openness, accountability, straightforwardness, candor
“the new government aims for better transparency”

On Saturday, my friend Steph babysat Lailah (a whole other blog post, lol) while I attended my friend Tinesha’s seminar. It’s part of a series of seminars entitled “Spread Love.” This one was about living a life of transparency.

The seminar was co-facilitated by Tarsha (pronounced Tar-Shay) Hamilton, who is the wife of An.thony Hamil.ton. Both ladies are phenomenal. They opened up by talking about their life struggles earlier on, and how they’ve both learned to be transparent in discussing the issues. Tinesha talked about her battle with depression, and how she has to learn how to process anger and deal with emotions. Tarsha talked about having lost family members to AIDS, the stigma attached, and how they did not discuss it openly when she was younger.

As an ice breaker, we each had to fill out a “Hello, My Name Is _______” page in our booklets. You have your name, how you found out about the seminar, what you hoped to take away from the seminar, and one thing you wanted everyone there to know about you. We switched papers with our neighbor, and we had to introduce each other. Several people mentioned that they wanted to find the balance between being transparent and just revealing everything.

I took a ton of notes while Tinesha and Tarsha were speaking, but I don’t have them with me right now. I also sent out some “live tweets” on statements and ideas that resonated with me.

The portion of the seminar that had the biggest impact with me was when we all shared a secret. I had flipped ahead in our packet (I can’t help it, it’s who I am, LOL) and saw the page entitled “Shhhhh…it’s a secret.” The directions were to write down something about you that was a secret. Everyone did, and then they were placed in a box. You did not have to write your name.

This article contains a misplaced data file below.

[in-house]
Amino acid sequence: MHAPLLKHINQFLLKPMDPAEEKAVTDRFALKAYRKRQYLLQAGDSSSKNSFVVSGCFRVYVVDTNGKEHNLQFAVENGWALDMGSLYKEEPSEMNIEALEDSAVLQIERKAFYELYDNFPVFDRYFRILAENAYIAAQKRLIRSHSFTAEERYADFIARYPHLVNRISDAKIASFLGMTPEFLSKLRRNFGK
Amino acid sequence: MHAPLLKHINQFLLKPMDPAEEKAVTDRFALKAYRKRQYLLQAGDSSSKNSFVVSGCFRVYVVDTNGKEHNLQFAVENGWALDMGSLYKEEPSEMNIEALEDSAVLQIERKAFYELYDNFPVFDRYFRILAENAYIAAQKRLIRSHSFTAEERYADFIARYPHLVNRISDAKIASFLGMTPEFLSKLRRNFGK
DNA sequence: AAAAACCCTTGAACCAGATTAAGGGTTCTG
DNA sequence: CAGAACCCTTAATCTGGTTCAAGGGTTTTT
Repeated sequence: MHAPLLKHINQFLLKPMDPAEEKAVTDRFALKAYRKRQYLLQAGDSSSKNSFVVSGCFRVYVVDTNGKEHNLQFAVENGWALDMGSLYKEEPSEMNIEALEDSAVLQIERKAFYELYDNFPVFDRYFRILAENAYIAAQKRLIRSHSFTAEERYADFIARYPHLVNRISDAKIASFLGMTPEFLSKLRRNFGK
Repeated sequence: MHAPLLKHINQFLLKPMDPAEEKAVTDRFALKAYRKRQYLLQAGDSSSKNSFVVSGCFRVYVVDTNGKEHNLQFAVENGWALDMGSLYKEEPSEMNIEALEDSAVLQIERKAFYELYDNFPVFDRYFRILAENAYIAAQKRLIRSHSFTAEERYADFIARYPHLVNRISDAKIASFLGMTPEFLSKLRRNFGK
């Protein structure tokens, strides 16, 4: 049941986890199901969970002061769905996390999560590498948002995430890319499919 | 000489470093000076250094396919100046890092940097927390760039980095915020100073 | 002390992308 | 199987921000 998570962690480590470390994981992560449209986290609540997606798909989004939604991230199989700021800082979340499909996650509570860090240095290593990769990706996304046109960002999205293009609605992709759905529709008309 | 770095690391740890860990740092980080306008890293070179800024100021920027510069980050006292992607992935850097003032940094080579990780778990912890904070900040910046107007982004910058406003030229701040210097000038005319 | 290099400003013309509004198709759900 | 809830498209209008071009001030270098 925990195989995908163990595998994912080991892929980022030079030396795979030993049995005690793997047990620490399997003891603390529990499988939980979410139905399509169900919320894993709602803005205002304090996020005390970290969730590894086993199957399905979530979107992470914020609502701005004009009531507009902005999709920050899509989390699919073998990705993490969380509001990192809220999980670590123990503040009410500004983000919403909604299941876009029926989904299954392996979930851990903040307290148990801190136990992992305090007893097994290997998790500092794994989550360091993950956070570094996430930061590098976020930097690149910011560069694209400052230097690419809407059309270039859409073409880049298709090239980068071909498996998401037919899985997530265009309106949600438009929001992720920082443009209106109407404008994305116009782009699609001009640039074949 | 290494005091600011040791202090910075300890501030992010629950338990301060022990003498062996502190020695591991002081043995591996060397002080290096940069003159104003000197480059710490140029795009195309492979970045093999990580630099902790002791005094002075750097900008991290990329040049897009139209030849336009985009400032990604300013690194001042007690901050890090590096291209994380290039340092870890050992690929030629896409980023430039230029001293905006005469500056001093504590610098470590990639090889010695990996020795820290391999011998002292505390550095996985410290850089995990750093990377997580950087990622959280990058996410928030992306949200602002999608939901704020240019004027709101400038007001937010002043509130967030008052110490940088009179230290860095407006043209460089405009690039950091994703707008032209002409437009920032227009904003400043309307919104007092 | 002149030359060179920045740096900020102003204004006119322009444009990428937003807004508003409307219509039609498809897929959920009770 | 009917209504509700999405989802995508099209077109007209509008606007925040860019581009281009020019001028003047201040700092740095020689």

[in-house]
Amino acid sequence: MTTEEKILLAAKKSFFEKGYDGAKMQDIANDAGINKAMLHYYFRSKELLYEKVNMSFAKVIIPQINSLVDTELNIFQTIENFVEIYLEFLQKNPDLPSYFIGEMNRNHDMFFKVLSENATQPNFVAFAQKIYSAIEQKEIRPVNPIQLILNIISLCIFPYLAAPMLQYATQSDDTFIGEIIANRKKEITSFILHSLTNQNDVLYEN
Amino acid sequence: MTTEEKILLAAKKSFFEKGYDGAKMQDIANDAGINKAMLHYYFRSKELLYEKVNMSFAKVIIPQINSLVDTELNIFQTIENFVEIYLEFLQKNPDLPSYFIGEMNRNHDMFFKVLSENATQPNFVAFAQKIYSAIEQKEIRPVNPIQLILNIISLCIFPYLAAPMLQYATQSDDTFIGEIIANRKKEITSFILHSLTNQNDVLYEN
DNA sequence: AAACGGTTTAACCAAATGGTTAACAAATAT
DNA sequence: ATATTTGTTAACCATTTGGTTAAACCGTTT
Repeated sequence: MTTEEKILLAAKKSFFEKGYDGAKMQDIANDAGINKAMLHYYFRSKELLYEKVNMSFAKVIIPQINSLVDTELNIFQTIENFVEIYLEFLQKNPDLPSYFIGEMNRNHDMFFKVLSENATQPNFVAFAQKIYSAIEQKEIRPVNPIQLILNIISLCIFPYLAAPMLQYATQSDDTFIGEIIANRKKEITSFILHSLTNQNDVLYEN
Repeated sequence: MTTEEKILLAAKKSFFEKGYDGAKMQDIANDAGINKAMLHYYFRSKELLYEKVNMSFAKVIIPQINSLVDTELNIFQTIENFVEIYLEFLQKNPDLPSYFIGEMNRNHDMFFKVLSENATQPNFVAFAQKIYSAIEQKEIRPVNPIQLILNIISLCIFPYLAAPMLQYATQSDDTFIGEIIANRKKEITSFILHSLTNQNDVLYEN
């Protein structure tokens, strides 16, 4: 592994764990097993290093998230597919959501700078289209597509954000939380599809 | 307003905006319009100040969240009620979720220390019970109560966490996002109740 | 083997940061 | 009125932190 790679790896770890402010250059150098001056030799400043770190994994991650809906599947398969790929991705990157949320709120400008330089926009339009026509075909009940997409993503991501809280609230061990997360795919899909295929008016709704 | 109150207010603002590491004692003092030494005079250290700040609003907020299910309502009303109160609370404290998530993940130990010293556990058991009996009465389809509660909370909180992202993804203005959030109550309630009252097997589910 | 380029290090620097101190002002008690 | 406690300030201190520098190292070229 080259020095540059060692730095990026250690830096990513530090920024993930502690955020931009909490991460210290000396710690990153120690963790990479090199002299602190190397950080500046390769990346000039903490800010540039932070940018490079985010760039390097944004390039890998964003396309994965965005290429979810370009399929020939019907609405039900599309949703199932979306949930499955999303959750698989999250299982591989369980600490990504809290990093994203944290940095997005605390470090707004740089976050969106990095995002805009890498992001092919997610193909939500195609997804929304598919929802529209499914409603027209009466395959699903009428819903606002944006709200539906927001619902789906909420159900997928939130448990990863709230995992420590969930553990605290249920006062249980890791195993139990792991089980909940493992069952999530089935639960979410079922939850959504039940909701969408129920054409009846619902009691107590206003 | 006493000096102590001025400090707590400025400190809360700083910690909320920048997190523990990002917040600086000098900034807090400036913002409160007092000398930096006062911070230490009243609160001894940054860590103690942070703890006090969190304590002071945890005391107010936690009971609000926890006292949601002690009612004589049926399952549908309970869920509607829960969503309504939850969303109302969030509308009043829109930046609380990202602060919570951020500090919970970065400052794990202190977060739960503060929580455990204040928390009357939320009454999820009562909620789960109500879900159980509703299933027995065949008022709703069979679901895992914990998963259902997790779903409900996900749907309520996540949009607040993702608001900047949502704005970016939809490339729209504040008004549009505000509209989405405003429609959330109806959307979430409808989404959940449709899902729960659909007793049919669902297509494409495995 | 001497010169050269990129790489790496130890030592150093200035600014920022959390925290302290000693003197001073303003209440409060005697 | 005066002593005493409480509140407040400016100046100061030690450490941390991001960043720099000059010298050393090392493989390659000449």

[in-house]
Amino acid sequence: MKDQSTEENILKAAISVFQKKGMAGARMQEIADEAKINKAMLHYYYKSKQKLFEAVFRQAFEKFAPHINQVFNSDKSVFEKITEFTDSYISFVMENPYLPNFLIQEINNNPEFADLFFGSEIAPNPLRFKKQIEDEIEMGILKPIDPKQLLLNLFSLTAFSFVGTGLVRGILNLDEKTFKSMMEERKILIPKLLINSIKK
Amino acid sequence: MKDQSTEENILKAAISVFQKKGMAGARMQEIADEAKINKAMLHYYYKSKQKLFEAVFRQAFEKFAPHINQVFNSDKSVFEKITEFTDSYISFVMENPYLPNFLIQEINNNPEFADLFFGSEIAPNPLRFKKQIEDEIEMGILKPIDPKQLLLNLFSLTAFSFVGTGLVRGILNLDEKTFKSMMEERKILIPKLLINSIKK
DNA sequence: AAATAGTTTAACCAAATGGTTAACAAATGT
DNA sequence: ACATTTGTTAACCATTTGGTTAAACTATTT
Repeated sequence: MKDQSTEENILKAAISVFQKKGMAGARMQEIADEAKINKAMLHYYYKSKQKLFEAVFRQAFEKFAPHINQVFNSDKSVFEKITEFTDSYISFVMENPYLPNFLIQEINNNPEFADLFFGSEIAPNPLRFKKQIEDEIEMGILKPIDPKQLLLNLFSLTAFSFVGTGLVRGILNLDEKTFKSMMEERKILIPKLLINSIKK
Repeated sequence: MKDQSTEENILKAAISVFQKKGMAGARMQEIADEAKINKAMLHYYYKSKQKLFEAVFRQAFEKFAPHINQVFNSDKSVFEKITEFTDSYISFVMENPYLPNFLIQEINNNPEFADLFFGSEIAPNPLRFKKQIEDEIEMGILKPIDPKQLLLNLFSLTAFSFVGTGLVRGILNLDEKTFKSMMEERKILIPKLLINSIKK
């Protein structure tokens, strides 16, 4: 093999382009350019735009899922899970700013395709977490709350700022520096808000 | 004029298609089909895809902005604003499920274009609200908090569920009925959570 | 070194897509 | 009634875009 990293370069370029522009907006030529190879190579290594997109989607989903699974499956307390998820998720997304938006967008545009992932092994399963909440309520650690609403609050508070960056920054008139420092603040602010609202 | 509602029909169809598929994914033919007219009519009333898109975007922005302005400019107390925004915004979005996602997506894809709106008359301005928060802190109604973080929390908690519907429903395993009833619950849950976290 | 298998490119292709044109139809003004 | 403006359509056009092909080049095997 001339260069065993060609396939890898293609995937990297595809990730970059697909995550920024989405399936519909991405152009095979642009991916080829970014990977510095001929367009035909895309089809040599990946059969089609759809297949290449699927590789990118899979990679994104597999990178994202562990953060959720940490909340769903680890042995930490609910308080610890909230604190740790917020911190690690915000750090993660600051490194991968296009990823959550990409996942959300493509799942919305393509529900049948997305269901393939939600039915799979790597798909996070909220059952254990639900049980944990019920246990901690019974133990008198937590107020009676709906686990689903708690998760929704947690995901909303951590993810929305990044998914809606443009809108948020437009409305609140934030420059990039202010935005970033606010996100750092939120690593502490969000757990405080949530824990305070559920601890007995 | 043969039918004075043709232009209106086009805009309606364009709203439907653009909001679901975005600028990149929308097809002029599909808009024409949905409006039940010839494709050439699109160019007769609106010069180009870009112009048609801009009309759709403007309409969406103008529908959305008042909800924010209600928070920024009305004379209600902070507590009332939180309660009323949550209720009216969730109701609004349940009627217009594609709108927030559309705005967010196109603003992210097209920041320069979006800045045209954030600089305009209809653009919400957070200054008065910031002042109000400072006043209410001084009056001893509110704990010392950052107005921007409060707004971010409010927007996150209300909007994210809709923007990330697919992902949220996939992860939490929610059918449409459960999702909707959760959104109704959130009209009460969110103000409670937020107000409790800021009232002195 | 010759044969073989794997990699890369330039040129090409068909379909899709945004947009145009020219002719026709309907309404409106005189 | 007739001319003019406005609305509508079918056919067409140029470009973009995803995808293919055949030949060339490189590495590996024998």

I don’t know about everyone else in the room, but that exercise was scary, humbling and freeing all at the same time. First and foremost, I know that putting things in writing make them real for me. And then I have no choice but to deal with them. Secondly, whenever you reveal something about yourself, you don’t know whether or not you will be judged. However, I obliged and wrote a secret on the paper, folded it up, put it in the box, and waited.

Once everyone was done, Tinesha passed took the box around to different people in the room, and each one pulled out a slip and read it. At first, there was mostly silence, and some gasps or sounds of sympathy.

And then it happened. One of the women was brave enough to speak up and say, “that one you just read, that was MY secret.”

And then another woman. And another. And each time they stepped up in the spirit of transparency to reveal themselves, great dialogue ensued. Offers of help and support were made. They were brave. There was no scorn or judging, just nods of sympathy and SUPPORT.

What I realized was:

  • We all have a story
  • A lot of us have THE SAME story…we just don’t know it
  • Transparency can lead to getting the help/support you need
  • Our stories are often the reason behind our decision making, in all areas of life
  • I have a few awesome friends

I don’t think that the point was to share everything with everyone. Of course, you have to be discerning regarding who you share your life with. But I think a good first step is being more transparent with the ones you love.

Are you transparent in your life? Do you think you could’ve written down your secret and then claimed it during the seminar? How do you think being more transparent would help you?